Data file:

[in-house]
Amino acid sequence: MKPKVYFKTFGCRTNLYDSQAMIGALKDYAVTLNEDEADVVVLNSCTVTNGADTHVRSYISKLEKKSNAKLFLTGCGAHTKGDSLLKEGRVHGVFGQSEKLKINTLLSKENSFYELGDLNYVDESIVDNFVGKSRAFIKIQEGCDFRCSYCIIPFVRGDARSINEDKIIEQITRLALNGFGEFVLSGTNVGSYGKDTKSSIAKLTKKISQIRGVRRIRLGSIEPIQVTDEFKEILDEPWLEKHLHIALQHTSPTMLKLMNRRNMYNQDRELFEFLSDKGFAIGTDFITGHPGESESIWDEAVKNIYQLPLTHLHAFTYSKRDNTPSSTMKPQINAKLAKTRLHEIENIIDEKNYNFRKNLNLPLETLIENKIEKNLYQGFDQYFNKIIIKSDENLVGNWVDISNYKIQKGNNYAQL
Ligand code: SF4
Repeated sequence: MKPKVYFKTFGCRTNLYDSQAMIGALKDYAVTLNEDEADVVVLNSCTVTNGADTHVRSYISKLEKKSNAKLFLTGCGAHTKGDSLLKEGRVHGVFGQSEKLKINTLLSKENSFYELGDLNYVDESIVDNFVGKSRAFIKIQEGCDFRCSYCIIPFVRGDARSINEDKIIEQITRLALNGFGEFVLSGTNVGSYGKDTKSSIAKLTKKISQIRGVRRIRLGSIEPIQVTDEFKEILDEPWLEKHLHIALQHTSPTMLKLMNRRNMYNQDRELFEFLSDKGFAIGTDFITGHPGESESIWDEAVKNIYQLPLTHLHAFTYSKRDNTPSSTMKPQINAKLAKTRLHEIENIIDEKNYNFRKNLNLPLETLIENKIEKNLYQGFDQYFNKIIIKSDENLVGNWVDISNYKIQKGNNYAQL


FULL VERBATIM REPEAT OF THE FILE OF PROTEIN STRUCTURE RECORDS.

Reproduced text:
[in-house]
Amino acid sequence: MKPKVYFKTFGCRTNLYDSQAMIGALKDYAVTLNEDEADVVVLNSCTVTNGADTHVRSYISKLEKKSNAKLFLTGCGAHTKGDSLLKEGRVHGVFGQSEKLKINTLLSKENSFYELGDLNYVDESIVDNFVGKSRAFIKIQEGCDFRCSYCIIPFVRGDARSINEDKIIEQITRLALNGFGEFVLSGTNVGSYGKDTKSSIAKLTKKISQIRGVRRIRLGSIEPIQVTDEFKEILDEPWLEKHLHIALQHTSPTMLKLMNRRNMYNQDRELFEFLSDKGFAIGTDFITGHPGESESIWDEAVKNIYQLPLTHLHAFTYSKRDNTPSSTMKPQINAKLAKTRLHEIENIIDEKNYNFRKNLNLPLETLIENKIEKNLYQGFDQYFNKIIIKSDENLVGNWVDISNYKIQKGNNYAQL
Ligand code: SF4
Repeated sequence: MKPKVYFKTFGCRTNLYDSQAMIGALKDYAVTLNEDEADVVVLNSCTVTNGADTHVRSYISKLEKKSNAKLFLTGCGAHTKGDSLLKEGRVHGVFGQSEKLKINTLLSKENSFYELGDLNYVDESIVDNFVGKSRAFIKIQEGCDFRCSYCIIPFVRGDARSINEDKIIEQITRLALNGFGEFVLSGTNVGSYGKDTKSSIAKLTKKISQIRGVRRIRLGSIEPIQVTDEFKEILDEPWLEKHLHIALQHTSPTMLKLMNRRNMYNQDRELFEFLSDKGFAIGTDFITGHPGESESIWDEAVKNIYQLPLTHLHAFTYSKRDNTPSSTMKPQINAKLAKTRLHEIENIIDEKNYNFRKNLNLPLETLIENKIEKNLYQGFDQYFNKIIIKSDENLVGNWVDISNYKIQKGNNYAQL